Low-dose prolonged intermittent interleukin-2 adjuvant therapy: Results of a randomized trial among human immunodeficiency virus-positive patients with advanced immune impairment

Giulia Marchetti, Luca Meroni, Stefania Varchetta, Velislava Terzieva, Alessandra Bandera, Daniele Manganaro, Chiara Molteni, Daria Trabattoni, Sabrina Fossati, Mario Clerici, Massimo Galli, Mauro Moroni, Fabio Franzetti, Andrea Gori

Research output: Contribution to journalArticlepeer-review

Abstract

Twenty-two patients with CD4+cell counts ≤200 cells/μL after 12 months of stable highly active antiretroviral therapy (HAART; "immunologic nonresponders") were randomly assigned to receive subcutaneous low-dose prolonged intermittent interleukin (IL)-2 in addition to HAART (n = 12) or to continue HAART alone (n = 10). At 48 weeks of follow-up, no IL-2-related serious adverse events and no significant differences in plasma human immunodeficiency virus (HIV) RNA level were observed in the 2 groups. A higher incidence of HIV-related clinical events was observed among patients receiving HAART alone (3/10) than among subjects receiving HAART plus IL-2 (0/12). Significant increases in CD4+, naive, and CD4+CD7+ cells and plasma levels of IL-7 were observed in patients receiving IL-2 versus patients receiving HAART alone. A significant increase in cell turnover did not lead to a decrease in the frequency of T cell receptor excision circles, which remained stable. Rather, increased numbers of T cell receptor excision circles per microliter of blood were observed (not statistically significant). Thus, adjuvant IL-2 therapy in immunologic nonresponders resulted in a clinical benefit, suggesting that the quantitative cell recovery involves functionally competent immune cells.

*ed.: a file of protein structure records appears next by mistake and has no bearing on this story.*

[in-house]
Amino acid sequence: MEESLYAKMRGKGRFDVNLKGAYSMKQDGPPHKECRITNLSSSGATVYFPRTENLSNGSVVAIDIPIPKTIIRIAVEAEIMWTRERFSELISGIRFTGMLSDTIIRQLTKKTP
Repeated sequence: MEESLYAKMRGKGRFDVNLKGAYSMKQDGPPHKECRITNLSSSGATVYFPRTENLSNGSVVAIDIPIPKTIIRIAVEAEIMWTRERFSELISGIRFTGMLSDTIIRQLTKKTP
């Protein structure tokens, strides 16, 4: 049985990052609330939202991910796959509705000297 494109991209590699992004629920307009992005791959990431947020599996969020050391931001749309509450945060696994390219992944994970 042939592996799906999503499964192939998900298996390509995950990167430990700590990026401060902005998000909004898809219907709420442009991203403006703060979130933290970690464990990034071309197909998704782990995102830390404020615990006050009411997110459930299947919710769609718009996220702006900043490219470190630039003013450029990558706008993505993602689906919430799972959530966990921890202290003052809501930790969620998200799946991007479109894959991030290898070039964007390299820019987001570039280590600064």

Original languageEnglish
Pages (from-to)606-616
Number of pages11
JournalJournal of Infectious Diseases
Volume186
Issue number5
DOIs
Publication statusPublished - Sep 1 2002

ASJC Scopus subject areas

  • Public Health, Environmental and Occupational Health
  • Immunology

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